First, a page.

How the New York Giants should approach Kyler Murray and the Arizona Cardinals

New York Giants, Wayne Gallman
Nov 29, 2020; Cincinnati, Ohio, USA; New York Giants running back Wayne Gallman (22) celebrates his touchdown against the Cincinnati Bengals during the first quarter at Paul Brown Stadium. Mandatory Credit: Joseph Maiorana-USA TODAY Sports

The New York Giants did something special against the Seattle Seahawks last weekend, trouncing them 17-12 in an improbable victory. During the contest, the Giants racked up five sacks and 10 quarterback hits, season highs in both categories, showing off their unique ability to put pressure on opposing quarterbacks.

However, the way they did it was pure genius, orchestrated by defensive coordinator Patrick Graham. The defense did things you will never see on film and other games, rushing four defenders, but all different positions.

At one point, I saw linebacker Tae Crowder, outside linebacker Carter Coughlin, interior defender Leonard Williams, and safety Xavier McKinney at the line of scrimmage. Often times, you will see a 3-4 or 4-3 base scheme, but Graham instituted one of the most diverse and unique game-plans seen in recent history.

In order to contain future Hall of Fame quarterback Russell Wilson, the Giants utilized spies to keep the pressure on at all times. Frequently, they would use twists and stunts on the defensive line to flush the interior to either side, opening up holes in the A-gap. This allowed players like Crowder and hovering safeties to blitz untouched and corral Wilson in the pocket. Even when Wilson escaped and rolled out to either side, they had spies locked up on the offensive tackles ready to spin off and make the play.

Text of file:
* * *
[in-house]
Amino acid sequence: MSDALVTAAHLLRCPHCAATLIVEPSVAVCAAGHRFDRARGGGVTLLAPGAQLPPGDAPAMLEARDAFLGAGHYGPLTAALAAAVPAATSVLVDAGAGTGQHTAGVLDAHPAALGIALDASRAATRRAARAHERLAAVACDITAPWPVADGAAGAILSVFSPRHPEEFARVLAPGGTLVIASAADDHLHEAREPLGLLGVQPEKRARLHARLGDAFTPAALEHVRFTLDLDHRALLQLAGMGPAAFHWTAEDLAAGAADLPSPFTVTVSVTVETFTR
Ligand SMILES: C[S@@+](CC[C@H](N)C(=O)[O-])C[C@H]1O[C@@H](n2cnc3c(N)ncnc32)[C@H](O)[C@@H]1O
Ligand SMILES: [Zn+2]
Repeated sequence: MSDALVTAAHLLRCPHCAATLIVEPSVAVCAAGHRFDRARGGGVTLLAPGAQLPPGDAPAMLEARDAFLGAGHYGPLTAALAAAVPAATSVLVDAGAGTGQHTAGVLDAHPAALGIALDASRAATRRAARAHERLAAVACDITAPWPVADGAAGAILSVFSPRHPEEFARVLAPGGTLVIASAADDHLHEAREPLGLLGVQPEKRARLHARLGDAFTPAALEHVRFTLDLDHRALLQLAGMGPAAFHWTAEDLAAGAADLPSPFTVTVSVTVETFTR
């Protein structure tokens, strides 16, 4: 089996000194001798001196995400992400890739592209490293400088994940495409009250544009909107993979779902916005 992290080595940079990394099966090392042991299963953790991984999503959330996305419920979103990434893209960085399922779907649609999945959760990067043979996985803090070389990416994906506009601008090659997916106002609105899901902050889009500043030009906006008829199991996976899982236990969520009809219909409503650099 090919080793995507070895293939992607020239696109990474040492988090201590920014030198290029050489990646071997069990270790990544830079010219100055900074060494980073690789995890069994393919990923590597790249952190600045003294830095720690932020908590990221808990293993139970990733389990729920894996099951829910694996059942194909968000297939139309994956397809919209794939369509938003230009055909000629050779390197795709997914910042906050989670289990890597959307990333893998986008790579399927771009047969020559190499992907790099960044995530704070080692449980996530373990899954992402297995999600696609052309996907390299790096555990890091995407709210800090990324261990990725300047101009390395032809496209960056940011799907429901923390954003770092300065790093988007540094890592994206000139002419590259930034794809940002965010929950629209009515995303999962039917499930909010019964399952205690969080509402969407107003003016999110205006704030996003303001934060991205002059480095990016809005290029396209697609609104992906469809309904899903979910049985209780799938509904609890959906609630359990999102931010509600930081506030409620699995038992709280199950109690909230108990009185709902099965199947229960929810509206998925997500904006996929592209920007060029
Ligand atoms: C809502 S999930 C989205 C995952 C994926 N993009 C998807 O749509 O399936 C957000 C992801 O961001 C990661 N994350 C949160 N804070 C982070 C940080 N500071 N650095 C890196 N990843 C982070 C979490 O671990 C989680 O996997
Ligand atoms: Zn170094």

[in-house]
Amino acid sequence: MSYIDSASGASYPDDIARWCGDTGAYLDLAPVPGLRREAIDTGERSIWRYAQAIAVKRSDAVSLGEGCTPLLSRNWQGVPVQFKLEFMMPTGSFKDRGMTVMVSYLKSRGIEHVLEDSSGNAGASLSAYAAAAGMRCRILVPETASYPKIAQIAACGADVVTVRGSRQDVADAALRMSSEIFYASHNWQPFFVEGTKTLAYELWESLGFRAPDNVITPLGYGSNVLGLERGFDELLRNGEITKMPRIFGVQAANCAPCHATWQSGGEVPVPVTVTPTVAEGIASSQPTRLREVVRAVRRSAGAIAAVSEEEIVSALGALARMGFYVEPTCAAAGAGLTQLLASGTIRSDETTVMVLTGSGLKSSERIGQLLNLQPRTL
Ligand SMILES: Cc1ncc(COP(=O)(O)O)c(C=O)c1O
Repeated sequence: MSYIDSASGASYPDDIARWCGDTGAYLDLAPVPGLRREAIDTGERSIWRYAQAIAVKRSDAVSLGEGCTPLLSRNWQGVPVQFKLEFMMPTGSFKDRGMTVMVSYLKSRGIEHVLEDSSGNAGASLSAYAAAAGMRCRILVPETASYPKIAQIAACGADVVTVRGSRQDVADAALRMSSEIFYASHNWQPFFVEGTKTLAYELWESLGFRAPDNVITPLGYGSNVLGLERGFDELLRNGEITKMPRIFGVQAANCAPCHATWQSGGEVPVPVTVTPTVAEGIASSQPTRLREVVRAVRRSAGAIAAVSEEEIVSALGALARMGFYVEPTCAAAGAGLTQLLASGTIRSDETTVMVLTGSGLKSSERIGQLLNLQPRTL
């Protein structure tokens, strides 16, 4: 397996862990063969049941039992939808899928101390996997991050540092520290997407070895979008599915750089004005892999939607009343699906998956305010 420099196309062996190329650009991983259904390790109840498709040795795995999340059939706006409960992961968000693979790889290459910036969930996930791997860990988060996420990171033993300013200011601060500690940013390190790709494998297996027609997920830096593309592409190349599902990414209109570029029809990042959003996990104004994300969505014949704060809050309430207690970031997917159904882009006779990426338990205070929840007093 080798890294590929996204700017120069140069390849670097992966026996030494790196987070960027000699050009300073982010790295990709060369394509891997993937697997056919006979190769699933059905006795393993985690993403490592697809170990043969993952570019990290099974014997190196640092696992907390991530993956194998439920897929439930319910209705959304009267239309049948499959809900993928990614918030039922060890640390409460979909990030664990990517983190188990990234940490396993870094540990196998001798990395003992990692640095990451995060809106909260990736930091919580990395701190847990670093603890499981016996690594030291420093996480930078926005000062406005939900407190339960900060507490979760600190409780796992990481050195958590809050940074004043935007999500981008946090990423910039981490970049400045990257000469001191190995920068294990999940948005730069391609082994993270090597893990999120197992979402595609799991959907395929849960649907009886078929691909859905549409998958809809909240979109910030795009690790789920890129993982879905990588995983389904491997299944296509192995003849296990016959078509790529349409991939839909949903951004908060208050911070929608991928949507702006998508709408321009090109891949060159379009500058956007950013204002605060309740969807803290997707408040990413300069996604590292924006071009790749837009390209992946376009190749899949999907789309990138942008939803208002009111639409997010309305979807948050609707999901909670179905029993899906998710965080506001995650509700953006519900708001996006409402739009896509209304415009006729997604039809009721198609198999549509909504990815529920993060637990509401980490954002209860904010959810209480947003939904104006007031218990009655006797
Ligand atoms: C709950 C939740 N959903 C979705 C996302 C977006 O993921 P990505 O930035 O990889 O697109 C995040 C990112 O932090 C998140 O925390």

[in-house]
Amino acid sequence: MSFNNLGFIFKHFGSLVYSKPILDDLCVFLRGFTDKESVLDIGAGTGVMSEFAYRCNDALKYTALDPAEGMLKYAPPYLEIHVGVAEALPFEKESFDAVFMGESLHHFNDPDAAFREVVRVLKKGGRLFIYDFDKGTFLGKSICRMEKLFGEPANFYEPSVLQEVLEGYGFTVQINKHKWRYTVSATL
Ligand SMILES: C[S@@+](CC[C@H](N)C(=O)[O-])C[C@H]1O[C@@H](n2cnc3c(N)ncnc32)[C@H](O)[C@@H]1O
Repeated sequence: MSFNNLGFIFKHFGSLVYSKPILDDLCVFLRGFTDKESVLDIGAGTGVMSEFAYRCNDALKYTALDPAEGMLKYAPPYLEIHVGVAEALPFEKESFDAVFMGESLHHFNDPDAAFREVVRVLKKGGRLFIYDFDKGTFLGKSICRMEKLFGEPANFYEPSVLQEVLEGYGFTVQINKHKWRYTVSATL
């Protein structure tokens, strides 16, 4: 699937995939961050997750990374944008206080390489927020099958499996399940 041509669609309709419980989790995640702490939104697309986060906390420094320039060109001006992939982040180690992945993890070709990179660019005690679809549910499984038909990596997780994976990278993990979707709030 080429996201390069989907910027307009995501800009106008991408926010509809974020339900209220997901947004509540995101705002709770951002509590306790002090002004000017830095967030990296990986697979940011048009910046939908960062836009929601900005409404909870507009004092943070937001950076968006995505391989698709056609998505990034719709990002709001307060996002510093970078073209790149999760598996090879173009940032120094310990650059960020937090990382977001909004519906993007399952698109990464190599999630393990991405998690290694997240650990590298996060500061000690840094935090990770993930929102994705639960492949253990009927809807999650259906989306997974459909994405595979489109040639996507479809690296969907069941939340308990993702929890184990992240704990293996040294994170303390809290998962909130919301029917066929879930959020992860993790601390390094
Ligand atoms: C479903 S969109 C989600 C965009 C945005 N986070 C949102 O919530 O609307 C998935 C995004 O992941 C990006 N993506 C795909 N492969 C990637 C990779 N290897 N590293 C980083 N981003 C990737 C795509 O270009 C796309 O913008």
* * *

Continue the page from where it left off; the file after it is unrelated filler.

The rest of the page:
We saw this with Williams later on in the game, and Crowder flushed Wilson to the left side of the field, and Williams utilized a perfect spin move and caught the quarterback before he was able to round the edge.

Altogether, this was the perfect game plan against Seattle, and I expect to see plenty more of the same against the Arizona Cardinals and Kyler Murray. Look at this as a dress rehearsal for Murray, who is one of the more mobile quarterbacks in the NFL and has similar traits to Wilson. He’s a shorter quarterback, so filling the throwing lanes and putting bodies in his face will force him to flush from the pocket.

That is exactly what the Giants want to do, force Kyler to run the ball and hope the outside spies can take him down in the backfield. Ultimately, it is impossible to diagnose who the spies and blitzers are when everybody is moving at the line of scrimmage.

The New York Giants had multiple units clicking, and expect to see more of the same:

The defense wasn’t the only unit that performed well, as the offensive line for the New York Giants looked great, shifting bodies in the run game and hitting their double-teams. The rotation of Shane Lemieux and Will Hernandez has worked well in the run game, allowing the Giants to enjoy four consecutive games with 140+ rushing yards.

Running back Wayne Gallman has found his groove, and I estimate the Giants will continue to look to him to lead their rushing attack. Considering Seattle ranked third in rushing yards allowed per game going into week 13, Arizona ranks 22nd, indicating a great matchup for Big Blue.

Nonetheless, we can expect several things, the Giants to implement spies on nearly every play to contain Murray and flush him out of the pocket, and the reliance on the run game to waste time off the clock and dominate in the trenches.